FOCUS SAYS GOVERNMENT MUST ACT NOW TO PROTECT THE CHILDHOODS OF NEARLY 4,000 CHILDREN AS NEW FIGURES REPORT THAT 9,698 PEOPLE ARE HOMELESS
Focus Ireland said it believes that new figures published today reporting a total of 9,698 people homeless shows there will be no end to the crisis without a shift of policy by the Government. This is an increase of 171 people on the figure for August of 9,527.
Focus Ireland highlighted that the new figures for Sept 2018 shows a shocking 16% rise from the total of 8,374 people homeless in Sept last year.
Focus Ireland said that while much good work is being done the latest figures shows the Government has failed to take a number of vital decisions required to ease the crisis. The latest figures from the Department of Housing, Planning and Local Government reveal that 3,829 of the total number homeless are children (in 1,753 families).
Meanwhile, new Focus Ireland figures for Dublin also issued today show that three families became homeless every single day last month in the capital city. A total of 88 families with 193 children became newly homeless in Dublin in September.
Focus Ireland CEO Pat Dennigan said: “There is some positive news as we are managing to ensure that the number of people living in emergency accommodation is not rising as fast as it was last year. This have been achieved by the combined hard work of staff in Focus Ireland, other homeless organisations, local authorities and the DRHE. However, it is totally unacceptable and wrong that at the same time three families became homeless every single day in September in Dublin alone. This again shows that there will be no solution to the homeless crisis until the Government takes serious measures to prevent families losing their homes.”
He added: “Focus Ireland has repeatedly highlighted though our services and research that the main reason families are becoming homeless is that they are being evicted from their homes by private landlords due to properties being sold or repossessed. The Government appear to be just accepting this as a natural phenomenon is can do nothing about. But in fact it can take several meaningful steps to make people more secure in their homes. Much more can – and must be – done if we are to end this terrible human crisis and protect the childhoods of nearly 4,000 children currently homeless.”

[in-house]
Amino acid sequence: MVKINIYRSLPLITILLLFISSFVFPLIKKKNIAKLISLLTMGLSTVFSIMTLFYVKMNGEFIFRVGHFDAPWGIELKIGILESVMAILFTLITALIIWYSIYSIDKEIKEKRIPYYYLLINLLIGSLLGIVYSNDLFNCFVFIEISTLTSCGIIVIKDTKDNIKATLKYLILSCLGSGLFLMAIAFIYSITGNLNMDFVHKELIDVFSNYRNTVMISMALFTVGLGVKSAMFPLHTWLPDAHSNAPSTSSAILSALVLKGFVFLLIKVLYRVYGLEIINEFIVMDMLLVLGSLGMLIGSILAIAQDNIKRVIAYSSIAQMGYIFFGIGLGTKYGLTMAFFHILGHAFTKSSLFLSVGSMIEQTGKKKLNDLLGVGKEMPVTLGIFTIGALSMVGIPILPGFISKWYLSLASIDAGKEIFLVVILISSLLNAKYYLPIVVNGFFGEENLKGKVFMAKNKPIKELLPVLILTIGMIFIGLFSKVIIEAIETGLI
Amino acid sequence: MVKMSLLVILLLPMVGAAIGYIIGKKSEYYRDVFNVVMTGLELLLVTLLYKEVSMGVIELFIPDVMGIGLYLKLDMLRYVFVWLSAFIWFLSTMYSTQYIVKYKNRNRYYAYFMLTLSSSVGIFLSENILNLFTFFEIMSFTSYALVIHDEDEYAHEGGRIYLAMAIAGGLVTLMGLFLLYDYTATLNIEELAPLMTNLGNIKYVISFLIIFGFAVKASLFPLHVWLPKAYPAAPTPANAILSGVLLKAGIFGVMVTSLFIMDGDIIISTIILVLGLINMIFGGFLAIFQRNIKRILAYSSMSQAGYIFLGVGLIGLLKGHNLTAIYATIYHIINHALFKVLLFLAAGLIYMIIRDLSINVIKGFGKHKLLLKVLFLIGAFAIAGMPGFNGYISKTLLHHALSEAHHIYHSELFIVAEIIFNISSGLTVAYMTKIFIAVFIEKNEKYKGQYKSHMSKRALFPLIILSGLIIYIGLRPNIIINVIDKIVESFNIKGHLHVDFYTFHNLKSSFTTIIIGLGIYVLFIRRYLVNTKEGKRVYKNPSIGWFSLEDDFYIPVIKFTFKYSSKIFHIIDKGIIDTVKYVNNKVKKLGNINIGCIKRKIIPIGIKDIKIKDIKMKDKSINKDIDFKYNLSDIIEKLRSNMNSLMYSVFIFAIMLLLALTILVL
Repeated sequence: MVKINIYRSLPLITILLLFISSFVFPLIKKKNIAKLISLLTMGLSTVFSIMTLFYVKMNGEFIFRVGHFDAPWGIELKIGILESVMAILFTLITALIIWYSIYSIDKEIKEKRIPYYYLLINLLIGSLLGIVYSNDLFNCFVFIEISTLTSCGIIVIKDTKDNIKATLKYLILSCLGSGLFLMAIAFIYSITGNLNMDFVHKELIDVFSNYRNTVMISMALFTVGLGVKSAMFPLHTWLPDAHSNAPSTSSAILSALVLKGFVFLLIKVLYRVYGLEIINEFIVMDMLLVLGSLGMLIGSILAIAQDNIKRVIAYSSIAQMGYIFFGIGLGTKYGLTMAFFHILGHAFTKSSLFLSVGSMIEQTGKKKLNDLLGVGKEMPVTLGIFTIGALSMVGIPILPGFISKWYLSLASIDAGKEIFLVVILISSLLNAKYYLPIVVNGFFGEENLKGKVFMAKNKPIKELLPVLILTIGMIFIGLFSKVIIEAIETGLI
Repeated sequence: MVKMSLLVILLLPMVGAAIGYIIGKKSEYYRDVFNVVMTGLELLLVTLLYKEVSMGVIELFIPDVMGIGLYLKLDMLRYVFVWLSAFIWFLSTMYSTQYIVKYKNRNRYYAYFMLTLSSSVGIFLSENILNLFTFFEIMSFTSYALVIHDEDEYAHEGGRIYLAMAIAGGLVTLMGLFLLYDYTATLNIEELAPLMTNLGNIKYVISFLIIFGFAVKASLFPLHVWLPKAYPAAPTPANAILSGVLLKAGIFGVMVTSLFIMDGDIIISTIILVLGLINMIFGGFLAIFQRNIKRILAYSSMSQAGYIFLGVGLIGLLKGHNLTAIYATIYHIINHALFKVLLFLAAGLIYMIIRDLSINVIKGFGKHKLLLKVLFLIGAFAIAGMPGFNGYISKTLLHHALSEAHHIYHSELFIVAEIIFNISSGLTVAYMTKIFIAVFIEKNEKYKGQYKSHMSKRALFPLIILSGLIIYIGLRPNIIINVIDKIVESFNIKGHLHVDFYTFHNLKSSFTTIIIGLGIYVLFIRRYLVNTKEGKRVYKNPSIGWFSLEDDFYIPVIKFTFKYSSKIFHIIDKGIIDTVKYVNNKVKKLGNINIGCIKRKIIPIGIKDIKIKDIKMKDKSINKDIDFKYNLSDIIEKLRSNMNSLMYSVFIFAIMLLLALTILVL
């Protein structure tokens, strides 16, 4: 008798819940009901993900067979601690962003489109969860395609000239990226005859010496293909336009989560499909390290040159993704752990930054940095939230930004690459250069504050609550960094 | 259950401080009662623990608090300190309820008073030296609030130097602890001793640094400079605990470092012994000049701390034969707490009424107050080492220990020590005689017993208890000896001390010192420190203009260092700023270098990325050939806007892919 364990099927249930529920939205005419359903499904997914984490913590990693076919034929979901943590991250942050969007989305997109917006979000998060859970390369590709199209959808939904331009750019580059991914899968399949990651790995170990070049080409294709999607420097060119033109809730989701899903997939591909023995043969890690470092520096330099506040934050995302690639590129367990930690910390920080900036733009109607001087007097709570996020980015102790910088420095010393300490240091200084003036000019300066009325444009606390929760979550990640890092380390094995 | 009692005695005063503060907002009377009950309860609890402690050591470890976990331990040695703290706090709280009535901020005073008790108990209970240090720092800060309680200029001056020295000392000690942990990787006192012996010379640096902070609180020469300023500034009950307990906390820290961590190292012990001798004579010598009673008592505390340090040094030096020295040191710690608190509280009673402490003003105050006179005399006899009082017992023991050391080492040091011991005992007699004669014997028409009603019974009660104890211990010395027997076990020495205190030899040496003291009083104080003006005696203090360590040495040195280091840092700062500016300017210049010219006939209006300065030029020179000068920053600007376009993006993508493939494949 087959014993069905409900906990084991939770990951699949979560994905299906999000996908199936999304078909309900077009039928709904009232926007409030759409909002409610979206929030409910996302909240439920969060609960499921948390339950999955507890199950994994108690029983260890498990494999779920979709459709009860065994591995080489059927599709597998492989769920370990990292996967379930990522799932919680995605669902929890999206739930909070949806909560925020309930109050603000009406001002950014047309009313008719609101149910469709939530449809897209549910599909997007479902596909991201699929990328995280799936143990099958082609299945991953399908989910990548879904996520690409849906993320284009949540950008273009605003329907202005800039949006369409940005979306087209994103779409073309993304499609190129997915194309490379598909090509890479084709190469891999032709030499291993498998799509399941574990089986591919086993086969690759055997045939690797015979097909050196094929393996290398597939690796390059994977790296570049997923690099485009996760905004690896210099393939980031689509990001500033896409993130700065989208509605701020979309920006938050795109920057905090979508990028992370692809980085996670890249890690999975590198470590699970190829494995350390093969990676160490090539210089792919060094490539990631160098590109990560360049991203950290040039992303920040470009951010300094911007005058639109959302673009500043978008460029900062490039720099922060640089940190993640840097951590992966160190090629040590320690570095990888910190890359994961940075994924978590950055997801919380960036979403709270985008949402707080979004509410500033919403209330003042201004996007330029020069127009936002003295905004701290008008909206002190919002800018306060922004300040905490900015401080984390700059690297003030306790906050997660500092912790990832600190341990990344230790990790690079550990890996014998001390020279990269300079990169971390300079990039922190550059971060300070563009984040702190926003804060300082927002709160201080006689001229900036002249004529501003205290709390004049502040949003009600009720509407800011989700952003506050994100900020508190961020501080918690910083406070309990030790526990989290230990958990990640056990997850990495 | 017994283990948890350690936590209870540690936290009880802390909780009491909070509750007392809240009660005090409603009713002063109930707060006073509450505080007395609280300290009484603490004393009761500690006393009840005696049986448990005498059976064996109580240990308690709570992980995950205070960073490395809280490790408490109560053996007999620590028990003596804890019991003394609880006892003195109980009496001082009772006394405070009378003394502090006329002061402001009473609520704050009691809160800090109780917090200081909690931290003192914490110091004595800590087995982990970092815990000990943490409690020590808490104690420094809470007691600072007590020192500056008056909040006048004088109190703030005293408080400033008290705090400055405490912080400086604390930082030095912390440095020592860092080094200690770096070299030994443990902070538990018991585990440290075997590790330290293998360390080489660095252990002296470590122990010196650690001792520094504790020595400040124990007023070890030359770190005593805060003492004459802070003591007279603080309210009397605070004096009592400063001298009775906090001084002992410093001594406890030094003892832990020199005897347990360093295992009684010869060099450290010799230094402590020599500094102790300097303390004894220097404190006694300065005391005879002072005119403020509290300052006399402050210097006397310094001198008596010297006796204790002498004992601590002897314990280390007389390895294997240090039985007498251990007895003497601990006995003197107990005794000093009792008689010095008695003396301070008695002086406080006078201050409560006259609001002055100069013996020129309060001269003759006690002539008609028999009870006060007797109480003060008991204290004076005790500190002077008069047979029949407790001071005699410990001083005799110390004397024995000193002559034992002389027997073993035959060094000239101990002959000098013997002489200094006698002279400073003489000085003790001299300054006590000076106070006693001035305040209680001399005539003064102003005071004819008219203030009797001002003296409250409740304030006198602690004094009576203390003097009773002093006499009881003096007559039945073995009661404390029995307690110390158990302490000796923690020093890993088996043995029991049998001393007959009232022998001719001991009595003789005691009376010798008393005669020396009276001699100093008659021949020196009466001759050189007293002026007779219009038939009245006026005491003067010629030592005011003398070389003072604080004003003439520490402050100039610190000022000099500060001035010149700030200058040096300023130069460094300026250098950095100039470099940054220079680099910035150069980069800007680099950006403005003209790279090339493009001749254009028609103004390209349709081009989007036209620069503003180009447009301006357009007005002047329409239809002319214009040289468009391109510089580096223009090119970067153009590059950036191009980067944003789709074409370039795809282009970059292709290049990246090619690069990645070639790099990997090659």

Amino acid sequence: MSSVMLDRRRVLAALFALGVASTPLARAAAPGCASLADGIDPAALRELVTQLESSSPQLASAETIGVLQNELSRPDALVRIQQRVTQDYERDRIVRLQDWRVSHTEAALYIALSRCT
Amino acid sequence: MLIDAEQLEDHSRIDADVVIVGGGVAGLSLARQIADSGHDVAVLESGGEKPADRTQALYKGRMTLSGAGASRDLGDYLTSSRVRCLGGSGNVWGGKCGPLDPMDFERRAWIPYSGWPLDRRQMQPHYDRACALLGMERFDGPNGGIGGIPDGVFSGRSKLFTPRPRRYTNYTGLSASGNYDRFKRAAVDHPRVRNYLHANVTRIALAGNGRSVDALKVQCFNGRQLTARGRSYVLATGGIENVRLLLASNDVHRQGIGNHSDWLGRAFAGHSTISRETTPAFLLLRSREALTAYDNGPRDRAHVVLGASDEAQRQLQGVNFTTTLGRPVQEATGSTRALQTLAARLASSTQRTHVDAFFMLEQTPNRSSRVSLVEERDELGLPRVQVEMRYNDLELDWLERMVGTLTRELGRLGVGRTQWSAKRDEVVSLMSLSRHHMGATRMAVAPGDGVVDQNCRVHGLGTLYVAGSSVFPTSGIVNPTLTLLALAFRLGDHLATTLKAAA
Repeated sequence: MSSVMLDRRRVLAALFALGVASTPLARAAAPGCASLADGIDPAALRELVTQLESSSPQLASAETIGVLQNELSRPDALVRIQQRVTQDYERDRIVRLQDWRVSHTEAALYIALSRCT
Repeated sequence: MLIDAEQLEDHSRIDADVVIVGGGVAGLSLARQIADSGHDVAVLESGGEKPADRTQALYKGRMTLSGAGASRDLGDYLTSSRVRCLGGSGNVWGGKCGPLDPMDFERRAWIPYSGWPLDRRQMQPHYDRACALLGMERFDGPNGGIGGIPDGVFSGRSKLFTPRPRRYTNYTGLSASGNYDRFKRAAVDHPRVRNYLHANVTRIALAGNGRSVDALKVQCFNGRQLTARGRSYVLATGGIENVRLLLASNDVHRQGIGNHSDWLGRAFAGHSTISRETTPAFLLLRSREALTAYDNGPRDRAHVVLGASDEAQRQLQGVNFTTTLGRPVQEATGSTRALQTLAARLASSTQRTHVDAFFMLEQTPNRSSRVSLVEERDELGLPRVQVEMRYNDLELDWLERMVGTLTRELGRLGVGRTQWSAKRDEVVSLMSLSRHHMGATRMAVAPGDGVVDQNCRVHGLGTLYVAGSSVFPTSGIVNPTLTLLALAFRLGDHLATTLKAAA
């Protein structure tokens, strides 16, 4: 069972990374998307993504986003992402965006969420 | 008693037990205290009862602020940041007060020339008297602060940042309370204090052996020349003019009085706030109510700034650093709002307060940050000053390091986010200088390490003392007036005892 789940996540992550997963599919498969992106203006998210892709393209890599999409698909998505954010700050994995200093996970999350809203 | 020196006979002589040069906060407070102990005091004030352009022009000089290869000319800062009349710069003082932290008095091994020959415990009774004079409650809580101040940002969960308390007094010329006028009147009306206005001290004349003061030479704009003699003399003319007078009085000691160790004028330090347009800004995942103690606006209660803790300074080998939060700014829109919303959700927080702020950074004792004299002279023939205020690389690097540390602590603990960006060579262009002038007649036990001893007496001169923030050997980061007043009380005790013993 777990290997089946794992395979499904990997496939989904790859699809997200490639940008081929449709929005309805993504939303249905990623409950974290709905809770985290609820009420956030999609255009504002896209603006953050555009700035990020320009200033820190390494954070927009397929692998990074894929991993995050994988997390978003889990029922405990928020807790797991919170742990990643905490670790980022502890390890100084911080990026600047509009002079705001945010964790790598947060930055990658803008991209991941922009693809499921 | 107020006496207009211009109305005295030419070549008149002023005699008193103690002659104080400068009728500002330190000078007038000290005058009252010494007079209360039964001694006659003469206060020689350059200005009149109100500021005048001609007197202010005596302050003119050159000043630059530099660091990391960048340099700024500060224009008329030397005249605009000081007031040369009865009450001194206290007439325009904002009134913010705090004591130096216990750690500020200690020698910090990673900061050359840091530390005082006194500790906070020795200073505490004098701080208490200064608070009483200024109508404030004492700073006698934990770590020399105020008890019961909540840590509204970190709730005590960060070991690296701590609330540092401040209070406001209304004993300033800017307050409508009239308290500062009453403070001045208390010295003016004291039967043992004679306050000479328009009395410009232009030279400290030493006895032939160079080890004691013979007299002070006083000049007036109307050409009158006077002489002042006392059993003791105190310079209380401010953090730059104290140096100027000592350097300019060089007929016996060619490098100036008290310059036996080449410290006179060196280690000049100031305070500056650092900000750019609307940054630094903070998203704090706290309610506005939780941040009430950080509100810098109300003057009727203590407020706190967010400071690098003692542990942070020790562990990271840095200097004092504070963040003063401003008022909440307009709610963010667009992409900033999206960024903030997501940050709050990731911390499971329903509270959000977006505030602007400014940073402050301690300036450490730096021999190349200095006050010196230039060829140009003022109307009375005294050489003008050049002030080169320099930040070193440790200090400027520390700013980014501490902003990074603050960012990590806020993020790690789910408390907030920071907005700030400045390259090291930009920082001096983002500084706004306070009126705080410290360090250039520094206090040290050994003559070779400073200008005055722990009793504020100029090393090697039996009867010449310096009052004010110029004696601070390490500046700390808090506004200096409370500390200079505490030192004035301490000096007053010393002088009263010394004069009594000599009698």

Focus Ireland stressed that the current trend of numerous evictions resulting in rising homelessness with the State responding by placing people in hotels or hubs is not sustainable. Recent media reports about the number of Child Protection Notices sent to Tusla in relation to families in emergency accommodation gives a glimpse of the harm being done by the weaknesses in current policies. The charity said this approach is failing as not enough families are being rehoused. Focus Ireland helped over 1,000 households to secure a home and move on from homeless last year in partnership with the State and this shows homelessness can be ended as it was ended for all these households in 2017. However, the cold reality is that not enough is being done and the crisis is deepening.
Focus Ireland has set out 2 key actions that could be taken right away to help greatly reduce the numbers becoming homeless:
• Better enforcement of current legislation: where families present as homeless to local authorities showing Notice of Terminations which give ‘landlord selling’, ‘renovations’, or ‘landlords family moving in’ as reasons, the local authority should verify whether these actions take place, and take legal action of the reasons turn out to be false. Also run an awareness campaign directed at landlords setting out the penalties for false use of these reasons for eviction. Several announcement have been made about new measures and new resources, but action is needed not just announcements.
• Provide funding to Approved Housing Bodies and Local Authorities to purchase buy-to-let loans from vulture funds where the tenants are eligible for social housing and faced with homelessness, thus bringing these units into publicly owned housing stock.
Editor’s note: ‘Newly homeless families’ refers to families that have not been recorded as being homeless in the official records (PASS). In practice this generally means that they have not been homeless in the previous two years. The number of families that become homeless in September 2018 and had been homeless previously was 14. The full data on newly homeless families is available here